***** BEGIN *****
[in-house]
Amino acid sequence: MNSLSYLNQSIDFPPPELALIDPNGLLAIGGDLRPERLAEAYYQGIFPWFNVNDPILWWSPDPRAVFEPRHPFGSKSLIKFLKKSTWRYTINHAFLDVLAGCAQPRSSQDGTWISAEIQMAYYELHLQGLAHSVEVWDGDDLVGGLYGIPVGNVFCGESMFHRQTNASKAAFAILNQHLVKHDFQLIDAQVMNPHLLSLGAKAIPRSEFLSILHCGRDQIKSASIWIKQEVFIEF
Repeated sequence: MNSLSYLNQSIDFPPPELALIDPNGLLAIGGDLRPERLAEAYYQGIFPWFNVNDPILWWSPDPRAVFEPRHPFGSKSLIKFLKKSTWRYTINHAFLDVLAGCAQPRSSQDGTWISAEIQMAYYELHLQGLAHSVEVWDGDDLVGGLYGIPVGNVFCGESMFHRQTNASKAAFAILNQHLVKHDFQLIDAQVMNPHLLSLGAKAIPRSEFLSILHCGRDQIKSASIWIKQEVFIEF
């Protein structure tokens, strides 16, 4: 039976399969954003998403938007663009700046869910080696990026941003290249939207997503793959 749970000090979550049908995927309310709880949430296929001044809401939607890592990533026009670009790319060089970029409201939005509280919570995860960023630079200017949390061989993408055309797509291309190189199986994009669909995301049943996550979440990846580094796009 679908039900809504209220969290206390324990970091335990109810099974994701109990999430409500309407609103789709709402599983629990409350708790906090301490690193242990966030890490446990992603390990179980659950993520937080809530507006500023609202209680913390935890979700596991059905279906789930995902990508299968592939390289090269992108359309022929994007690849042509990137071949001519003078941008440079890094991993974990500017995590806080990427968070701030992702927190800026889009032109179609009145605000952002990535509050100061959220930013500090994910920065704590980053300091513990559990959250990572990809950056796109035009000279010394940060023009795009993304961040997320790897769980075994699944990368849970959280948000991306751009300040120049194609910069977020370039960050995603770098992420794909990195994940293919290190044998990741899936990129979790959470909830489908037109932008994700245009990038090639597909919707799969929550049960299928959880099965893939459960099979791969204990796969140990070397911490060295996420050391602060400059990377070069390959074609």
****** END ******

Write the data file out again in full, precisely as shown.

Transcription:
[in-house]
Amino acid sequence: MNSLSYLNQSIDFPPPELALIDPNGLLAIGGDLRPERLAEAYYQGIFPWFNVNDPILWWSPDPRAVFEPRHPFGSKSLIKFLKKSTWRYTINHAFLDVLAGCAQPRSSQDGTWISAEIQMAYYELHLQGLAHSVEVWDGDDLVGGLYGIPVGNVFCGESMFHRQTNASKAAFAILNQHLVKHDFQLIDAQVMNPHLLSLGAKAIPRSEFLSILHCGRDQIKSASIWIKQEVFIEF
Repeated sequence: MNSLSYLNQSIDFPPPELALIDPNGLLAIGGDLRPERLAEAYYQGIFPWFNVNDPILWWSPDPRAVFEPRHPFGSKSLIKFLKKSTWRYTINHAFLDVLAGCAQPRSSQDGTWISAEIQMAYYELHLQGLAHSVEVWDGDDLVGGLYGIPVGNVFCGESMFHRQTNASKAAFAILNQHLVKHDFQLIDAQVMNPHLLSLGAKAIPRSEFLSILHCGRDQIKSASIWIKQEVFIEF
């Protein structure tokens, strides 16, 4: 039976399969954003998403938007663009700046869910080696990026941003290249939207997503793959 749970000090979550049908995927309310709880949430296929001044809401939607890592990533026009670009790319060089970029409201939005509280919570995860960023630079200017949390061989993408055309797509291309190189199986994009669909995301049943996550979440990846580094796009 679908039900809504209220969290206390324990970091335990109810099974994701109990999430409500309407609103789709709402599983629990409350708790906090301490690193242990966030890490446990992603390990179980659950993520937080809530507006500023609202209680913390935890979700596991059905279906789930995902990508299968592939390289090269992108359309022929994007690849042509990137071949001519003078941008440079890094991993974990500017995590806080990427968070701030992702927190800026889009032109179609009145605000952002990535509050100061959220930013500090994910920065704590980053300091513990559990959250990572990809950056796109035009000279010394940060023009795009993304961040997320790897769980075994699944990368849970959280948000991306751009300040120049194609910069977020370039960050995603770098992420794909990195994940293919290190044998990741899936990129979790959470909830489908037109932008994700245009990038090639597909919707799969929550049960299928959880099965893939459960099979791969204990796969140990070397911490060295996420050391602060400059990377070069390959074609």